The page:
Let’s just get this out of the way, I love how Apple’s handling multitasking on the iPad in iOS 11. I like how you can easily share items between apps, I like the new multitasking view, I like that you can have floating windows, respoisition items, do split screen in Safari, and generally use the iPad more like a Mac. However, there’s still one big issue with split screen multitasking, and that’s how Apple handles bringing apps in from the home screen. It’s still a little awkward to use apps that aren’t in your dock, as you can see in the video below. While trying to make that tutorial, I actually screwed up twice before finally getting the app I wanted sitting next to Safari. There’s got to be a more efficient way to do this, Apple, right? Continue reading →
No, I’m not talking about how changing the volume takes up the entire screen on an iPhone for absolutely no reason. No, I’m not talking about lingering notifications that aren’t easy to dismiss blocking interface elements. Apple still hasn’t fixed those after 11 versions of iOS. You’d think someone at Apple would be half decent with an interface design. I honestly now think they’re keeping the volume display as obtrusive as possible to see how long Apple users will continue to put up with it before being driven mad. No, I’m talking about the biggest problem the iPad faced in iOS 10. Remember?
Yeah. No flashlight. Well guess what?
The flashlight is here to stay. Now, when you’re lost in the woods with no phone, no lighter, no flint and steel, no camera with flash, and no glow sticks, you can use the flash on your iPad to find your way home.
WWDC starts on Monday, and Apple will reveal new versions of macOS and iOS. iOS is expected to undergo its first major user interface (UI) overhaul since iOS 7, released four years ago. Beyond that, leaks have been incredibly hard to come by, we just don’t know what’s coming up next. What could Apple be working on? The UI changes alone could be substantial, but perhaps Apple’s doing more, like upgrades to Siri, a dark mode, better third party integrations, or all of the above. What do you want to see next in iOS? To help you out, I’ve outlined a few ideas from my wish list below. Continue reading →
The Worldwide Developers Conference (WWDC) is Apple’s chance to reveal their new operating systems and software that developers can use to make new apps and services. Huge changes come to iOS, macOS, tvOS, and watchOS, as well as the tools we use to make apps for these platforms, like Xcode. Apple has also occasionally used this as an event to introduce new products. These are rarely hardware focused events, but if Apple’s introducing new hardware that developers will have to change their apps for (or create completely new apps), then it’s a good time for a reveal. Apple has revealed new iPhone models, Macs, Intel integration, and more at these events. While WWDC keynotes are typically focused on new software for developers to leverage, they do occasionally introduce new products or product categories. That’s where this latest rumor comes from. Apple didn’t completely overhaul their iPad lineup in the spring as they usually do. Instead, they introduced a new low cost 9.7″ iPad and stopped selling older models. The current 9.7″ iPad Pro (review) was released in March of 2016. The 12.9″ iPad Pro was released in November of 2015. The iPad mini was released in September of 2015. These are devices that have gone more than a year, almost two for the iPad mini, without even a modest spec bump. Apple’s products are due for an update, and if Apple’s revealing a new leap forward for the iPad Pro, WWDC, starting on June 5th, may be the perfect time to do it. Continue reading →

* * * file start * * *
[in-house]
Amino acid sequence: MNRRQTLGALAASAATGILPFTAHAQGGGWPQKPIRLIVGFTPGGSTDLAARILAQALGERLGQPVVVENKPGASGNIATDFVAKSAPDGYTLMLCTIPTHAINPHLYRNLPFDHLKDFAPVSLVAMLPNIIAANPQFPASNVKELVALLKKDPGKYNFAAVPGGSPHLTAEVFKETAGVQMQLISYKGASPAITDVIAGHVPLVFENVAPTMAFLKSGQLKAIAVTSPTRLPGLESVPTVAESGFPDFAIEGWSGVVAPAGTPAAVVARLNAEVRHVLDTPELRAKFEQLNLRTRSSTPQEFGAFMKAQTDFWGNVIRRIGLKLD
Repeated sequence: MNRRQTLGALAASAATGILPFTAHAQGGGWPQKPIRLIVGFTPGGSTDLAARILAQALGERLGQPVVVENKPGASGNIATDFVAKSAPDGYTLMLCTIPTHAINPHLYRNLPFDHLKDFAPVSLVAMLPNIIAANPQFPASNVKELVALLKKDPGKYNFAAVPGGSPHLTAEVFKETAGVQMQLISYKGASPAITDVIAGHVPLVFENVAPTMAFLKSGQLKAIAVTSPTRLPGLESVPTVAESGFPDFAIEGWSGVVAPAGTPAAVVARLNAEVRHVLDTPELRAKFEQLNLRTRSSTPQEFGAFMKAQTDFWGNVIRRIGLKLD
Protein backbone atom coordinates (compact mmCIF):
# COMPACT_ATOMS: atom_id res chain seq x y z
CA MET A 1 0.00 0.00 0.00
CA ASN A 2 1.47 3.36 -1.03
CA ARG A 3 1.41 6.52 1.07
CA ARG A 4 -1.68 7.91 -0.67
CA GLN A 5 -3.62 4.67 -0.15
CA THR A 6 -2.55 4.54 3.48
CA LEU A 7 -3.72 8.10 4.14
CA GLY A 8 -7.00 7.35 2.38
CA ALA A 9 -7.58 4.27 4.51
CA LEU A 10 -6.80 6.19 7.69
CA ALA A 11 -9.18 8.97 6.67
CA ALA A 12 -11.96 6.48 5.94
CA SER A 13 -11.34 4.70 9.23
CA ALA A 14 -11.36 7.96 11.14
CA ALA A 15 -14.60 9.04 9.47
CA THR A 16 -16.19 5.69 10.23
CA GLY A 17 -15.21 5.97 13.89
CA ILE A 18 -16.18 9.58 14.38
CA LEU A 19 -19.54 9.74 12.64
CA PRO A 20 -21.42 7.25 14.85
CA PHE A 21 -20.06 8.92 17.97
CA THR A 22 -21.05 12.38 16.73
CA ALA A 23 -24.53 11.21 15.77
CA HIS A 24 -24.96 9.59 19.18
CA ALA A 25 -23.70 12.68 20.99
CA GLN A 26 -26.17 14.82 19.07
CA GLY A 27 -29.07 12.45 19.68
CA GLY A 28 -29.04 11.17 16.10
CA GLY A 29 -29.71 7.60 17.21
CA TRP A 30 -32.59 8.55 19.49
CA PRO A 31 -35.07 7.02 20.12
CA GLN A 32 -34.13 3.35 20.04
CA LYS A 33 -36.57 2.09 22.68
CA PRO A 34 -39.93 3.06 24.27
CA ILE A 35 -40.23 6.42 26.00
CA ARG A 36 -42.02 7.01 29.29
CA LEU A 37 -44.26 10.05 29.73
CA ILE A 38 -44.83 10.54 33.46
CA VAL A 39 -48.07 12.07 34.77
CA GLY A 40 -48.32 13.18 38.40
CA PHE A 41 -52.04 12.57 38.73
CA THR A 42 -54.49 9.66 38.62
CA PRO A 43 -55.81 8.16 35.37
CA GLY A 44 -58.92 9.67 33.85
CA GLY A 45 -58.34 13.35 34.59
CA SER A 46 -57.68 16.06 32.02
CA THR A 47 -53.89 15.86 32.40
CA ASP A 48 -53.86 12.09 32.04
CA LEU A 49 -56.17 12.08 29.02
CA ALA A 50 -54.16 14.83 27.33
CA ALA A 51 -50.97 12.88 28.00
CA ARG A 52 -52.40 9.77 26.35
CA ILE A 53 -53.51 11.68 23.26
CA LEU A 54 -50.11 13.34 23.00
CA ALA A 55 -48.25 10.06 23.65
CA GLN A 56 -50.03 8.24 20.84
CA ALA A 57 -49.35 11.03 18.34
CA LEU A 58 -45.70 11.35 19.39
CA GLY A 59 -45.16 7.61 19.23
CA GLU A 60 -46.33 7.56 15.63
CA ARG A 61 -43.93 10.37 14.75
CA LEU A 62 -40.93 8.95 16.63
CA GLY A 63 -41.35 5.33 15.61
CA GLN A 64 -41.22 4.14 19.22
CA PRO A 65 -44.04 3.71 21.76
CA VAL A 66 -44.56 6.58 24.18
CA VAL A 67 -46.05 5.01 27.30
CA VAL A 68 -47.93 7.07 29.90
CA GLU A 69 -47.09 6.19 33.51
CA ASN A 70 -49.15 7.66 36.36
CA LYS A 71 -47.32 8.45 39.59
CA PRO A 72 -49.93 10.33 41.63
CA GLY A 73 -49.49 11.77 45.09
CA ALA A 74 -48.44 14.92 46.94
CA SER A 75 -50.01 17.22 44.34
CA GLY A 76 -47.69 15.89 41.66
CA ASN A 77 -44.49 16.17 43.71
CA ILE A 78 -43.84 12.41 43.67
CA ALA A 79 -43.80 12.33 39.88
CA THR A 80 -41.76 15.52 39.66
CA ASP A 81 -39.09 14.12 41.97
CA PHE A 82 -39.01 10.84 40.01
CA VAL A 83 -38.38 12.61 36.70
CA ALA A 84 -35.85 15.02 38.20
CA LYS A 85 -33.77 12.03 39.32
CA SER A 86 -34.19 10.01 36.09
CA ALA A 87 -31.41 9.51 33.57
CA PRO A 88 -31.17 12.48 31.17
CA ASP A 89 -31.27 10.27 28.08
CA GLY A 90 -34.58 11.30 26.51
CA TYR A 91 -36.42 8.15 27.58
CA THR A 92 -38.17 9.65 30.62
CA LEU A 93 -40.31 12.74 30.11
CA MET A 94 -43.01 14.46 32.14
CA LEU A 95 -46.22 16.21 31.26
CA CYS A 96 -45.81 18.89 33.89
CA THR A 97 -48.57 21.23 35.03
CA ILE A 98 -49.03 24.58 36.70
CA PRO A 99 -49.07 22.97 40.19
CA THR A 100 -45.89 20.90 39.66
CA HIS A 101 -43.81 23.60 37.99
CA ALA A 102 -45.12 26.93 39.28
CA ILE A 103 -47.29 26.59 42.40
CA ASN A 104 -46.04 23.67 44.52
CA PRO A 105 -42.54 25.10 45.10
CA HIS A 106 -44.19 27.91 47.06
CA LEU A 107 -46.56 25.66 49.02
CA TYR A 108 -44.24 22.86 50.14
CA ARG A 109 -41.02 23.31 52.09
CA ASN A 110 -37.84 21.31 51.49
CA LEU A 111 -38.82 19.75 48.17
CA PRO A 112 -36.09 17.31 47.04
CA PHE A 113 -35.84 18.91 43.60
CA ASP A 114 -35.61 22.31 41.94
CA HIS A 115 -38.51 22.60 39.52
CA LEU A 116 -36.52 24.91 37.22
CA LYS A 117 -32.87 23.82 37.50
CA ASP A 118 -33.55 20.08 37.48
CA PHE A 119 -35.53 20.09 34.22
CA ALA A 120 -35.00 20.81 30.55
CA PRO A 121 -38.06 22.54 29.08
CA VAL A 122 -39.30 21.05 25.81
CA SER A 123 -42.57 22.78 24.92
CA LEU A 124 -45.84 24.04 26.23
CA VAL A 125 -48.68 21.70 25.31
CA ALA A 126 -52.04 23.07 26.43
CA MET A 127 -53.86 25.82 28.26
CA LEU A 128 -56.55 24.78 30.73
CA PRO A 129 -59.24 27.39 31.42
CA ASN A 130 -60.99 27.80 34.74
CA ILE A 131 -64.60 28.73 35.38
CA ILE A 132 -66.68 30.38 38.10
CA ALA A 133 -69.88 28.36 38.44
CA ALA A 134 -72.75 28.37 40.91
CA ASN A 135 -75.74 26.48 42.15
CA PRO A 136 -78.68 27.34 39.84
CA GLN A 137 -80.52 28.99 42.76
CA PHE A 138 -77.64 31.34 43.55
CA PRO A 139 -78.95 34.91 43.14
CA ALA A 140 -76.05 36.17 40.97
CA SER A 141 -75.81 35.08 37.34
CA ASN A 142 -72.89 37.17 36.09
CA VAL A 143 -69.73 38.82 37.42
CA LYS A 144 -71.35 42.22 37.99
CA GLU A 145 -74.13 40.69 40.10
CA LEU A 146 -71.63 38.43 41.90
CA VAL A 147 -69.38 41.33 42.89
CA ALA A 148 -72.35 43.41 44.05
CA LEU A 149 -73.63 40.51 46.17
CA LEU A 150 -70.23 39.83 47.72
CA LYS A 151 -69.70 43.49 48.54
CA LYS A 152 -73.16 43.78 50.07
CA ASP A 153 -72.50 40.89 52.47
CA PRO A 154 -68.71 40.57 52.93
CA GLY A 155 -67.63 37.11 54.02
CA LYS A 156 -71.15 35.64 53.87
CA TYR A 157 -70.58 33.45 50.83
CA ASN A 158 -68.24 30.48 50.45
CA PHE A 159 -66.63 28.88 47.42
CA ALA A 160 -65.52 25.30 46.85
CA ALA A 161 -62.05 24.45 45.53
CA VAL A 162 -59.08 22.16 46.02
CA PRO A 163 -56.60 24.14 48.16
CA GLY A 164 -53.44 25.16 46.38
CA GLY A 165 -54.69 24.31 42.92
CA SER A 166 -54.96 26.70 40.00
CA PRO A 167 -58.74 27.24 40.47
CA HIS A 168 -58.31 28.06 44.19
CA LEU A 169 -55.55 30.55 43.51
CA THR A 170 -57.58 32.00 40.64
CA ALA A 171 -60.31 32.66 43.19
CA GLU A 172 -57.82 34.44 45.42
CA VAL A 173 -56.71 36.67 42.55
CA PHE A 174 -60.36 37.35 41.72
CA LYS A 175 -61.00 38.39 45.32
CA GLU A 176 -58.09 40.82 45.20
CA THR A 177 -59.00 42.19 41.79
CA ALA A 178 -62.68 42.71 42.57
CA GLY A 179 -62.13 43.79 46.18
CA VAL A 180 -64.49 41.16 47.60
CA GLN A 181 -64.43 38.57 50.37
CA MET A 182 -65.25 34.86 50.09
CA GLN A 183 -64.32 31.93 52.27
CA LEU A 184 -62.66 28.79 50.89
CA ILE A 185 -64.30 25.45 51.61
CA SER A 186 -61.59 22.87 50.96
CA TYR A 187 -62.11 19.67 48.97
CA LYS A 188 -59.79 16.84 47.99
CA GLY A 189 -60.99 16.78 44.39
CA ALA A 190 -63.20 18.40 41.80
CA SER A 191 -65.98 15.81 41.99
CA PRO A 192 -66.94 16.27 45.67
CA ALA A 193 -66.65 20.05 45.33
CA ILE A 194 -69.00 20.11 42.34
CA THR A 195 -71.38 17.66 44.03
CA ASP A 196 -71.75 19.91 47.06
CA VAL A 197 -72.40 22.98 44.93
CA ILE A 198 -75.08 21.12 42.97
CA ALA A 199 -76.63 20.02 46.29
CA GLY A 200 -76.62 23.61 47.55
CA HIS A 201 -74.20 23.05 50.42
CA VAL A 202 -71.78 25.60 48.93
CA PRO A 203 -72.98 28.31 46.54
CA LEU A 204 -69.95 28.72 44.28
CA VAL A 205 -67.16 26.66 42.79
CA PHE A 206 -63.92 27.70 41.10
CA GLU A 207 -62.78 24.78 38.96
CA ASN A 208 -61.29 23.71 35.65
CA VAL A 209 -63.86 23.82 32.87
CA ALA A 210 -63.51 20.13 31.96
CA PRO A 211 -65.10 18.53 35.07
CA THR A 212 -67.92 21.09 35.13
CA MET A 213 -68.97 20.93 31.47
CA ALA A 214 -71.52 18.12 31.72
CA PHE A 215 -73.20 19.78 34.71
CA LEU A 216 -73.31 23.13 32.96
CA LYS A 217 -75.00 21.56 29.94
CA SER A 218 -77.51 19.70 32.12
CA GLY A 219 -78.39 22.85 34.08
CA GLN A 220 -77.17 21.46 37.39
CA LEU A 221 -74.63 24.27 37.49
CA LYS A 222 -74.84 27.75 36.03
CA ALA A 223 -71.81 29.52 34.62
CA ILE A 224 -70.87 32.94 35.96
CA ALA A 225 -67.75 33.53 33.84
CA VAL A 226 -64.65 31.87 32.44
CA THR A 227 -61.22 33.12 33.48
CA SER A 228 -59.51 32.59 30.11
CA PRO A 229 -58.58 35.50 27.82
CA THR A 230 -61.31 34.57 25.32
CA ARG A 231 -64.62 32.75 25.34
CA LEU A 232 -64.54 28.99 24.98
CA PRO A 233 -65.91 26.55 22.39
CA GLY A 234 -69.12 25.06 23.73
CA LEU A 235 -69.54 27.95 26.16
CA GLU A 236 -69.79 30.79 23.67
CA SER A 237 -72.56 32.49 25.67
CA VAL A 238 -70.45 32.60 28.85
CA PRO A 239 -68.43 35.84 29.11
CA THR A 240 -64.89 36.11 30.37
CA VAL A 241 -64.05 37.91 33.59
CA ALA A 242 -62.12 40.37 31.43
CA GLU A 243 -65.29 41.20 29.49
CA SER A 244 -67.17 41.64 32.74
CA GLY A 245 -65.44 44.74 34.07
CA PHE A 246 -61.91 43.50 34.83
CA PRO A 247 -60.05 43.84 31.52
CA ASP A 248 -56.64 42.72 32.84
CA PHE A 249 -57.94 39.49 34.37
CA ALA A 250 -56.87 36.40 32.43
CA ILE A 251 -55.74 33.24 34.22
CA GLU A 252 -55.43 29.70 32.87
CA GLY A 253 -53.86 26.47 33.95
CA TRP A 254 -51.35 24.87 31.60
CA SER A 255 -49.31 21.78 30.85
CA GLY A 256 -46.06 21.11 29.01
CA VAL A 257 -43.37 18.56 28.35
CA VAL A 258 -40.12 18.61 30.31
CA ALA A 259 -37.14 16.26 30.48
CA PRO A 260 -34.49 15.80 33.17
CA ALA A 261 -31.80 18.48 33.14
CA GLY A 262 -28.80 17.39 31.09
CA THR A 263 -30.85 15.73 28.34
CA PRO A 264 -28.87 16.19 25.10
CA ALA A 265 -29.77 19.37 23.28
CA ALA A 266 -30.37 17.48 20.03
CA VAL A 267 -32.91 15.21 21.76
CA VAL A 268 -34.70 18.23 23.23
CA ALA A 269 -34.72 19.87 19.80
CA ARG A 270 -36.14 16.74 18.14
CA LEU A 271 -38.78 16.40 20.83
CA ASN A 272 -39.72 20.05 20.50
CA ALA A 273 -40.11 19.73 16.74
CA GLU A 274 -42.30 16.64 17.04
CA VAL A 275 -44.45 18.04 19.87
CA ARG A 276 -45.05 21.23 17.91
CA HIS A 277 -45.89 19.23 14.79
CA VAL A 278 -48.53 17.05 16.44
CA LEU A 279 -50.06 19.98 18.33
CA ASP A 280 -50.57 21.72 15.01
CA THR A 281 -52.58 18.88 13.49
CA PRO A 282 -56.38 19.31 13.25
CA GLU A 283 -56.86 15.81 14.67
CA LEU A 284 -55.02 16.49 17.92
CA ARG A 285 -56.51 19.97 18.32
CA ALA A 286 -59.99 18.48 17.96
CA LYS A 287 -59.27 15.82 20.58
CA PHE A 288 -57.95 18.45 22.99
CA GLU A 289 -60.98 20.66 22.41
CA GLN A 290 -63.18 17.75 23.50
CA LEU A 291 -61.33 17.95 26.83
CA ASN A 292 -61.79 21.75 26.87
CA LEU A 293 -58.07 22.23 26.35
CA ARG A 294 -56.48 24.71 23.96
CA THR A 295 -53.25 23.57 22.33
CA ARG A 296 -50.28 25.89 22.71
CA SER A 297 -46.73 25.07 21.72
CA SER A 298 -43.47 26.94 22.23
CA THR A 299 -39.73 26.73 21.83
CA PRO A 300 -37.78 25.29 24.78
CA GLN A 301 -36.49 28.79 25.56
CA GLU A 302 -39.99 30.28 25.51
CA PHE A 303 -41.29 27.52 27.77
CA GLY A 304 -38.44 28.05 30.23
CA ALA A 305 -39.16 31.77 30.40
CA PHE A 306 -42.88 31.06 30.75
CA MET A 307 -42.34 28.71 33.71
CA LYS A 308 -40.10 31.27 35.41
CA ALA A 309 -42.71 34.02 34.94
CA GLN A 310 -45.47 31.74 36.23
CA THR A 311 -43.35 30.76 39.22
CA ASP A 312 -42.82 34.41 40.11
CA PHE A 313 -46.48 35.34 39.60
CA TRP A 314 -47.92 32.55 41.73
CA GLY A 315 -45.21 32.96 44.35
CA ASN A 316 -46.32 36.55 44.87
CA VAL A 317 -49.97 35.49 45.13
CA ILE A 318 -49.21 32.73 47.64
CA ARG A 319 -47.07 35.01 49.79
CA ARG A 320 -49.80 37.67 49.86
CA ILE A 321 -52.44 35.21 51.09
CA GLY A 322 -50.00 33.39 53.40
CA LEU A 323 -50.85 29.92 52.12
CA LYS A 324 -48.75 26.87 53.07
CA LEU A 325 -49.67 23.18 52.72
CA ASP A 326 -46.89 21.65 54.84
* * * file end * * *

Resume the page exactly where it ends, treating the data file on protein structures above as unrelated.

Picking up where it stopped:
Without fanfare, an event, or a large announcement of any sort, Apple released a number of new products. This included A new (Product)Red iPhone, a beautiful red finish for the iPhone 7, a new low cost iPad to replace the iPad Air 2, and an update to the storage capacity of the iPhone SE. Along with the new hardware, Apple also introduced a spring collection of Apple Watch bands and iPhone cases. The updates bring new options to Apple’s lineups, whether it’s new colors, new prices, or new storage space. However, these certainly aren’t as exciting as Apple’s usual product announcements, which is likely why they did so quietly, without a large event. Continue reading →
We had expected new iPads early this spring, however, no exact dates had been set. Some stated we’d have a late March announcement, while others simply neglected to mention a time frame. We still do not have a precise leak, nor a precise date, but we can still–with a reasonable amount of accuracy–estimate when the new iPads will be revealed. How can we do this? Thanks to historical information as well as Apple’s currently secret devices showing up in device logs reported by developers, we can tell that Apple is not only in the final stage of testing these devices, they’re preparing for a release. Continue reading →
Starsceptre is a retro top-down shooter for the iPhone and iPad. Interestingly, it’s a game that was made for iOS devices, by iOS devices. The developers at 8bitMagicGames wrote the game using iPads and a programming tool called Codea, which uses the Lua programming language. Below, you can check out the trailer of the game in action, which is coming soon to the App Store. The game looks to feature the frantic pacing and controls the genre is famous for, with players tapping on the screen to shoot and tilting their devices to move, allowing them to shoot enemies and dodge obstacles and enemy fire. These kind of ferociously fast-passed shooters in space have always been popular with gamers, and have a long history. The first video game was Spacewar, which was also a top-down shooter. Making a game like this with a retro style isn’t just poetic, it’s a tried and true game genre, tons of fun and easy to learn. Continue reading →